copa jerez spanish finals  (1)Last week I was invited to attend the Spanish finals for the 6th Copa Jerez international food and sherry pairing competition, which will be held in April 2015. I had been at Copa Jerez 2013 and so I was very excited about seeing the finalists in action, preparing and presenting their three-course meals matched with three fabulous sherries. Expectations were high given the stellar reputations of the three participating restaurants: 41º Experience, Atrio and Venta Moncalvillo. The jury of four top Spanish food and wine experts was equally impressive: Beltran Domecq, Paz Ivison, Fernando Córdoba and María Isabel Mijares.

The competition lasted about three hours and we were allowed access to the kitchen as well as the chance to try both the sample dishes and the sherry (though there was more of the latter than the former on hand). Then the judges had the very difficult task of deciding who would respresent Spain in the grand final. Their choice was Atrio (two days later Cáceres was chosen the Spanish Capital of Gastronomy 2015, so if Atrio wins the Copa Jerez it will be quite a  year for the city).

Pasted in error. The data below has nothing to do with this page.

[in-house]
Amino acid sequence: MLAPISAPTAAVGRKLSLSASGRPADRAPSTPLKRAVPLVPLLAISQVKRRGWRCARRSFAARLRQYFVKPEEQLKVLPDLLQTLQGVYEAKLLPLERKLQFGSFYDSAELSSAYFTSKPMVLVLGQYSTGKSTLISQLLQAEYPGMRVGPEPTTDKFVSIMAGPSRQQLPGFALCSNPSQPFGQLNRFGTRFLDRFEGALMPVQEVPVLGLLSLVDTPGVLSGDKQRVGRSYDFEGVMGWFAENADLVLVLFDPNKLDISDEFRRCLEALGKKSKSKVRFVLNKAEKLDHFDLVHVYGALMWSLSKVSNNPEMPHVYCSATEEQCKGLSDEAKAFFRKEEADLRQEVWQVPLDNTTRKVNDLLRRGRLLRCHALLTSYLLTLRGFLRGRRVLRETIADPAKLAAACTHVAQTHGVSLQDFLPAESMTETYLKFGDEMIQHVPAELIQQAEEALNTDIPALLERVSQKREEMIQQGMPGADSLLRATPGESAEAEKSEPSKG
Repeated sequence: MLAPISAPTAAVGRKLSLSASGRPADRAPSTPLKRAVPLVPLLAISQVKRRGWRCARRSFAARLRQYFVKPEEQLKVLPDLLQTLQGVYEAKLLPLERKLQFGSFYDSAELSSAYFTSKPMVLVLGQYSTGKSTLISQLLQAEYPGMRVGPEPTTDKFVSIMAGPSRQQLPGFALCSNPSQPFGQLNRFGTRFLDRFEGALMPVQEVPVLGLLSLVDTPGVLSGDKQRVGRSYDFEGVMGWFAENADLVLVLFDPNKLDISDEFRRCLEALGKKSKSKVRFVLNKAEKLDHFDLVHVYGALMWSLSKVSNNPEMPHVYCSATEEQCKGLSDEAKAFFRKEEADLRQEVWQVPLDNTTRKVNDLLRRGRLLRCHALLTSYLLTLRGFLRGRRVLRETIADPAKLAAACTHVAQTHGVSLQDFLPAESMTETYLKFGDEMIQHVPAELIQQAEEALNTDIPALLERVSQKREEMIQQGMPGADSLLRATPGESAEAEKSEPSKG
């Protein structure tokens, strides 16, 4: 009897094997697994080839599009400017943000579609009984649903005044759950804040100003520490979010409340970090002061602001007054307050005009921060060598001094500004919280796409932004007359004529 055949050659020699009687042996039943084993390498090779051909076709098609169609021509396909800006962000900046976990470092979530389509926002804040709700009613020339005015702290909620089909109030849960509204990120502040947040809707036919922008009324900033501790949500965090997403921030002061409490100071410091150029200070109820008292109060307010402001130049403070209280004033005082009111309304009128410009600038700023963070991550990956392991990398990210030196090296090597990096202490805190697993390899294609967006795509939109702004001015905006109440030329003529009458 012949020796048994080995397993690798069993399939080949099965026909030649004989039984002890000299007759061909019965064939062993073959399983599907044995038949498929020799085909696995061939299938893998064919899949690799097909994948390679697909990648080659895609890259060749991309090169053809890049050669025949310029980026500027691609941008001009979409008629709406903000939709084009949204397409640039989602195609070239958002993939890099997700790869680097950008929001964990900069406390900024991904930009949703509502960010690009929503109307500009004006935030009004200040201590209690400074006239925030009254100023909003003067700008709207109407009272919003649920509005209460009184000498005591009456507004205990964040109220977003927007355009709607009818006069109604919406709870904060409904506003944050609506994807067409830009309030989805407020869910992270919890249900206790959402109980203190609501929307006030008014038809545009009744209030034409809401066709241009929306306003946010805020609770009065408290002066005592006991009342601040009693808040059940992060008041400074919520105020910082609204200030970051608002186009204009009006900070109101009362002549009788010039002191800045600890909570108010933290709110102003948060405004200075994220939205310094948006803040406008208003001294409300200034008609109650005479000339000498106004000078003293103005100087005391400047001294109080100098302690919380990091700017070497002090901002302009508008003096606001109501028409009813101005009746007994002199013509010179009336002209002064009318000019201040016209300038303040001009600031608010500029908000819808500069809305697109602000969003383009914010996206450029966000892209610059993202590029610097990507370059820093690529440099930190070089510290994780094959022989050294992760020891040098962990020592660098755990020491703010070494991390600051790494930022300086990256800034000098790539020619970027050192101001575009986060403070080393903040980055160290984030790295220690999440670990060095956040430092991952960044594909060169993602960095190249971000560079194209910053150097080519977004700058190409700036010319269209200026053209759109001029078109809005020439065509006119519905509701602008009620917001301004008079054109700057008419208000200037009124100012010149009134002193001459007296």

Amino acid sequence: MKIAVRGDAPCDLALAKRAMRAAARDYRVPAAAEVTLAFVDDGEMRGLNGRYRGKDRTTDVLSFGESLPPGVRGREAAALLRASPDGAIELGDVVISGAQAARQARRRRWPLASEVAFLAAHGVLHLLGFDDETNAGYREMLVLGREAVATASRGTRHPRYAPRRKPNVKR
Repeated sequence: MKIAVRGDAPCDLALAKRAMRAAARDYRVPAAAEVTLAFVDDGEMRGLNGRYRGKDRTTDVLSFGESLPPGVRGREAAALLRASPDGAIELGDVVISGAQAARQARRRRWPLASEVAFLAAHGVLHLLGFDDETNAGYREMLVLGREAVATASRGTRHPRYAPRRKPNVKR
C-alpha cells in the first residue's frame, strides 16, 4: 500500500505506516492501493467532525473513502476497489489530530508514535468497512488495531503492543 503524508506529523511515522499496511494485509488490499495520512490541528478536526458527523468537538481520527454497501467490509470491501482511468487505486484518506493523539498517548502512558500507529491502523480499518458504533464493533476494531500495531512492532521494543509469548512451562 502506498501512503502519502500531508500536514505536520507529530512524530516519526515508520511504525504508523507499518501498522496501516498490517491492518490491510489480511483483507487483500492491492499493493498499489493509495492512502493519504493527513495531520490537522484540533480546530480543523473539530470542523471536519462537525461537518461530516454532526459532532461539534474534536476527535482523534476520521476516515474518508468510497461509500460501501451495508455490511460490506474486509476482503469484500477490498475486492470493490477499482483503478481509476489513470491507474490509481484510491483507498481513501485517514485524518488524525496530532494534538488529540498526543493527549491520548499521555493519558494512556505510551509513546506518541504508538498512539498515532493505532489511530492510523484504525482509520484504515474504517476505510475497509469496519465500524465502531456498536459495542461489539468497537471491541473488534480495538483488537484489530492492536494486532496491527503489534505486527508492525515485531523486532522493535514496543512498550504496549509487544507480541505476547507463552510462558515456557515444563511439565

copa jerez spanish finals  (3)Judges and winners!
Chef Alberto Montes & sommelier José López-Montenegro from Atrio.

Afterwards we were invited to Bodegas Tradición for an elegant lunch prepared by the Jerez Professional Catering School (where the competition had taken place). But first we were treated to a tour of the bodega and its private art gallery by Head of Wine Tourism Activities, Daniel Martínez Becerra. Although I had recently been to a wine tasting there, it’s such a unique experience that you can easily go several times and get something new from it, especially as the paintings change from time to time.

copa jerez spanish finals  (2)The lunch was delicious and each course was paired with sherry from the Sherry Regulatory Council and Bodegas Tradición. I was thrilled (and a bit intimidated) to find myself seated next to Regulatory Council president Beltran Domecq. I was also a bit sorry to have to tell him that I wasn’t from *that* Hennessey family, but he didn’t seem to mind, even later when I referred to my brandy as cognac (oops!). As usual with this type of event, it was a great opportunity to see friends and colleagues again, and also to meet new people. And as always when it comes to sherry, everyone connected to it is both passionate and generous. No wine snobbery or secret societies here. Instead there is a genuine desire to share knowledge along with their exquisite product, which I find refreshing.